Everyone can appreciate how valuable artists' eyes are, but not everyone then goes on to think about the different ways artists use their eyes.
Of course, seeing the canvas, paper, marble or other vehicle for artists' expressions is key. The subject of the art piece, often objects gazed at by the artist, is also looked at by the artist. Yet the different techniques of using one's eyes as an artist dictate many different approaches to art. Plein air art requires careful observation in person, usually of landscapes. Life drawing too implies careful study of the nude model posing, as do still life studies which are usually based on arrangements made and set up for the artwork. Portraiture gets even more decisive, obviously, because a portrait implies a need to reflect some fidelity to the person being depicted. However, the methods of achieving that portrait are varied; one in particular depends very much on the use of the artist's eyes. I am referring to the use of sight-size, when an artist sets up the easel at such a distance that the subject of the portrait (or life drawing and painting too) is the same size as the image being created. Few artists learn this method today, but artists as diverse as Henry Raeburn, Joshua Reynolds and John Singer Sargent all employed this way to convey a unity of impression in their art, rather than copying all the details. A few ateliers do teach artists how to use and trust their eyes in this fashion - Charles H. Cecil's Studio in Florence, Italy, is one, the Bay Area Classical Art Atelier in California is another, the New York-based Grand Central Academy of Art is yet another.
Working directly from life for drawing and painting is a time-honoured tradition down the centuries for artists - learning to trust one's eyes as you seek to capture the image. Quickly capturing the gesture of a moving person, the characteristic flight of a certain kind of bird, the essence of flowing water, the gait of an animal - all these require careful observation from eyes that become more and more trained as the artist grows more experienced. Practice does indeed make perfect or nearly perfect, as the eyes learn to observe. As an aside, I was fascinated recently to read about a current exhibition, "Michelangelo: Anatomy as Architecture", at the Muscarelle Museum of Art at The College of William and Mary through April 11. Twelve drawings on loan from the Casa Buonarroti in Florence apparently are unusual in that they reveal Michelangelo jotting down visual ideas in a hurry, alongside verses of poetry and various notes. We associate Michelangelo drawings with wonderfully accomplished and often very finished works, but this exhibition includes works that show a much more down-to-earth approach to devising and executing an idea. Apparently it is obvious from some of these drawings that Michelangelo was carefully scrutinising ancient sculptures for his human figures, as well as using his knowledge of direct dissection, after he had peered carefully at muscles and tendons in human bodies - in other words, using his eyes a lot.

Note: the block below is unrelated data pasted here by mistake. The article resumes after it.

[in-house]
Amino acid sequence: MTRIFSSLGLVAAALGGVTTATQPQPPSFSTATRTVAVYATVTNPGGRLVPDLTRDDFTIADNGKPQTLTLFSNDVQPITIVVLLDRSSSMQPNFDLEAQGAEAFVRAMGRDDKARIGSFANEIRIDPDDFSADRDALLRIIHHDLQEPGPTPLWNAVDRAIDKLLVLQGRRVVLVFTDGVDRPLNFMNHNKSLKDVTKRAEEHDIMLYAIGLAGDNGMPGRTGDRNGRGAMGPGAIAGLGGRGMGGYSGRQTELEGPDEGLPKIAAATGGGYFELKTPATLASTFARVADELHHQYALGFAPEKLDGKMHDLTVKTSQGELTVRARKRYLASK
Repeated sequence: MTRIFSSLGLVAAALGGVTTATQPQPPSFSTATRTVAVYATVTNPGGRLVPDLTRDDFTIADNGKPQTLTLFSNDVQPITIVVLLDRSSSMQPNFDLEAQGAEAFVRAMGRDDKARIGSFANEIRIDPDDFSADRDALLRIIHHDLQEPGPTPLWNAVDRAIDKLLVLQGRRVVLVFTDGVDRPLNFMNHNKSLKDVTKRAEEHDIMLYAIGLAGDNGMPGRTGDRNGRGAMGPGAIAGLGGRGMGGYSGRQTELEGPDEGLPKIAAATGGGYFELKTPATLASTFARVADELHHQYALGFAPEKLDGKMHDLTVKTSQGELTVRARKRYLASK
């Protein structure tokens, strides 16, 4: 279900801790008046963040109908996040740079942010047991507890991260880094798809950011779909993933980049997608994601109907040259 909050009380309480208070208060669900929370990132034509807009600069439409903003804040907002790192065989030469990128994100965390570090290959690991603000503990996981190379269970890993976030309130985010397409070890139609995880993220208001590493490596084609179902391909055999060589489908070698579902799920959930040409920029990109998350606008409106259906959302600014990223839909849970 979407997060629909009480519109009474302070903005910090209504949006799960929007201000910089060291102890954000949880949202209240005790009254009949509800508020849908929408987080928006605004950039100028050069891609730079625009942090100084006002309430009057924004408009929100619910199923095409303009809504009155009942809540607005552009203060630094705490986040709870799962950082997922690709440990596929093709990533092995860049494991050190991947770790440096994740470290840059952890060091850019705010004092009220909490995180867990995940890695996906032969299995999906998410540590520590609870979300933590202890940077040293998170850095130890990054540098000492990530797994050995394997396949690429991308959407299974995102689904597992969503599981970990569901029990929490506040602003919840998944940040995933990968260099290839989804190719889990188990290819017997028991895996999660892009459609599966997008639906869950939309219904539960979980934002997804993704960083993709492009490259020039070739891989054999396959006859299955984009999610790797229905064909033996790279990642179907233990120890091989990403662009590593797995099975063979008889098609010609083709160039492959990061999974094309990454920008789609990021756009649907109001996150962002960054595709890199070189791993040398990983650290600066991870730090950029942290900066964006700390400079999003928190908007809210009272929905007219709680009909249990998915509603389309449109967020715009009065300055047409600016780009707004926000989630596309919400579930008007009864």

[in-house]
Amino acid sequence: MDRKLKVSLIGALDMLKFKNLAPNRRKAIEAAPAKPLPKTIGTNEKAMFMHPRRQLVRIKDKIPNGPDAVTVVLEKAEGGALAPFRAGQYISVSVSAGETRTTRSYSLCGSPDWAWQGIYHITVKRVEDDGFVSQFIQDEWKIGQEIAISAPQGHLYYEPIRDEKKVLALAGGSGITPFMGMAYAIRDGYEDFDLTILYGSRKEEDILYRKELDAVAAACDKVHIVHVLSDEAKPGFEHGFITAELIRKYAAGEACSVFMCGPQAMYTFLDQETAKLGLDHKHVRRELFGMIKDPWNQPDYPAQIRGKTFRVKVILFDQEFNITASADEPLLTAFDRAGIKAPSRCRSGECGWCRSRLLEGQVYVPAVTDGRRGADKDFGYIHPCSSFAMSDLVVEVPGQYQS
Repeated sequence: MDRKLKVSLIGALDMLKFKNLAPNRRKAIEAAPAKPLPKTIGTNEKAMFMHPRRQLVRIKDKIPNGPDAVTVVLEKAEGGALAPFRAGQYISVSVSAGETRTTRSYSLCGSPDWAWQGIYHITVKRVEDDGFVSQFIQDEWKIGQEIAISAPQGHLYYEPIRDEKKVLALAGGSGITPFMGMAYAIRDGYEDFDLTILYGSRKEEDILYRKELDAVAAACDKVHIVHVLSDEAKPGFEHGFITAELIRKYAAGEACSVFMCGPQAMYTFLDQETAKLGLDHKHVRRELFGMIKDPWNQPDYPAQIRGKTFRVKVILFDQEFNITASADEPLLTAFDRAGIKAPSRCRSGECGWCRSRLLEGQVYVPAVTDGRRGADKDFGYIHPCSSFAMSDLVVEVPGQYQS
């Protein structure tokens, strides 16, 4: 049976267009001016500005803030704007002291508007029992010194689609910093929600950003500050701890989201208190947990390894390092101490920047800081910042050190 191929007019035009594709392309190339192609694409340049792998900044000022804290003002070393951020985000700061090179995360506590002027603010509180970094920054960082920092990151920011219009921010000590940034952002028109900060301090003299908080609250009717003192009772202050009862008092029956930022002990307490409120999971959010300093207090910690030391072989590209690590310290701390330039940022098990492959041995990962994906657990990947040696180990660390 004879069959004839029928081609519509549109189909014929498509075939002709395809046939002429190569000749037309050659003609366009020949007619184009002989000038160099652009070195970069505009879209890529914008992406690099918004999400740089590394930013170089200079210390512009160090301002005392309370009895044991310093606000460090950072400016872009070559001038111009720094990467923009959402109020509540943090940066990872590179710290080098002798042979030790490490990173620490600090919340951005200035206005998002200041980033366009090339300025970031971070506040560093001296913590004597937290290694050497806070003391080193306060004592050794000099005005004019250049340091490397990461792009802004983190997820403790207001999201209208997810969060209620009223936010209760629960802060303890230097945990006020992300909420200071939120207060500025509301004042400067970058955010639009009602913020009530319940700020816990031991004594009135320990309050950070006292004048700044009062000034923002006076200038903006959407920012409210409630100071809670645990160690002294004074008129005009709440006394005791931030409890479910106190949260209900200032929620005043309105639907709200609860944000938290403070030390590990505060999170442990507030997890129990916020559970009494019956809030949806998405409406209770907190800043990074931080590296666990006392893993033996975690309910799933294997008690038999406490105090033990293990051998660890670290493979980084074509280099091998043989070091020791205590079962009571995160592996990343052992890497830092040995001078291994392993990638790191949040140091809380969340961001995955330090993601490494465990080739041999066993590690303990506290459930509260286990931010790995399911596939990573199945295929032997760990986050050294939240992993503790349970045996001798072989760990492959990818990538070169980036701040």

There is another aspect to artists' eyes that is vital and fascinating. In the March 2010 edition of Art+Auction, Marisa Bartolucci wrote a long and interesting article on "Zen and the Art of Axel Vervoordt". She recounted that it was apparently the Belgian painter, Jef Verheyen, who taught Vervoordt about the Zero movement and introduced him to a fresh manner of seeing. "The way one looks at things is of the utmost importance... You must feel things with your eyes" (my emphasis). This is a wonderful concept, going to the heart of any art, whether it be the eyes of an artist or those of someone viewing a created artwork. Trained eyes, which imply study, practice and much thought in many cases, allow deepened appreciation and skills. Everyone is enriched by the eyes of artists and art-appreciators.